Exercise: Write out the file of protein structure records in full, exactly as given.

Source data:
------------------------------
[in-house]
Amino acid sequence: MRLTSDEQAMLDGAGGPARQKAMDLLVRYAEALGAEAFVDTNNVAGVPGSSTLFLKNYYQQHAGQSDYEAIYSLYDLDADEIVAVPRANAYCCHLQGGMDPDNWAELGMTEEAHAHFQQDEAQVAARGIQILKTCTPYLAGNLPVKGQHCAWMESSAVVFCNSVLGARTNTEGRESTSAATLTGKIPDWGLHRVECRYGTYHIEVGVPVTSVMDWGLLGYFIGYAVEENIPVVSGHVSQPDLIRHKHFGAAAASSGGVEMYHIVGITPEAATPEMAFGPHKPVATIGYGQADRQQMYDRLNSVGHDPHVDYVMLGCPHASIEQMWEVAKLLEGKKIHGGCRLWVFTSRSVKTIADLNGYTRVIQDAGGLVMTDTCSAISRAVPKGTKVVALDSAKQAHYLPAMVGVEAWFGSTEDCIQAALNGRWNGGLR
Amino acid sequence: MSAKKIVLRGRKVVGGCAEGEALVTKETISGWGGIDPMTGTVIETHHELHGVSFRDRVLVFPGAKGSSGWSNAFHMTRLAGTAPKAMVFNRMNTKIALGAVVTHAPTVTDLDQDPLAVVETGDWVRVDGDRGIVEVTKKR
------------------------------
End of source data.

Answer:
[in-house]
Amino acid sequence: MRLTSDEQAMLDGAGGPARQKAMDLLVRYAEALGAEAFVDTNNVAGVPGSSTLFLKNYYQQHAGQSDYEAIYSLYDLDADEIVAVPRANAYCCHLQGGMDPDNWAELGMTEEAHAHFQQDEAQVAARGIQILKTCTPYLAGNLPVKGQHCAWMESSAVVFCNSVLGARTNTEGRESTSAATLTGKIPDWGLHRVECRYGTYHIEVGVPVTSVMDWGLLGYFIGYAVEENIPVVSGHVSQPDLIRHKHFGAAAASSGGVEMYHIVGITPEAATPEMAFGPHKPVATIGYGQADRQQMYDRLNSVGHDPHVDYVMLGCPHASIEQMWEVAKLLEGKKIHGGCRLWVFTSRSVKTIADLNGYTRVIQDAGGLVMTDTCSAISRAVPKGTKVVALDSAKQAHYLPAMVGVEAWFGSTEDCIQAALNGRWNGGLR
Amino acid sequence: MSAKKIVLRGRKVVGGCAEGEALVTKETISGWGGIDPMTGTVIETHHELHGVSFRDRVLVFPGAKGSSGWSNAFHMTRLAGTAPKAMVFNRMNTKIALGAVVTHAPTVTDLDQDPLAVVETGDWVRVDGDRGIVEVTKKR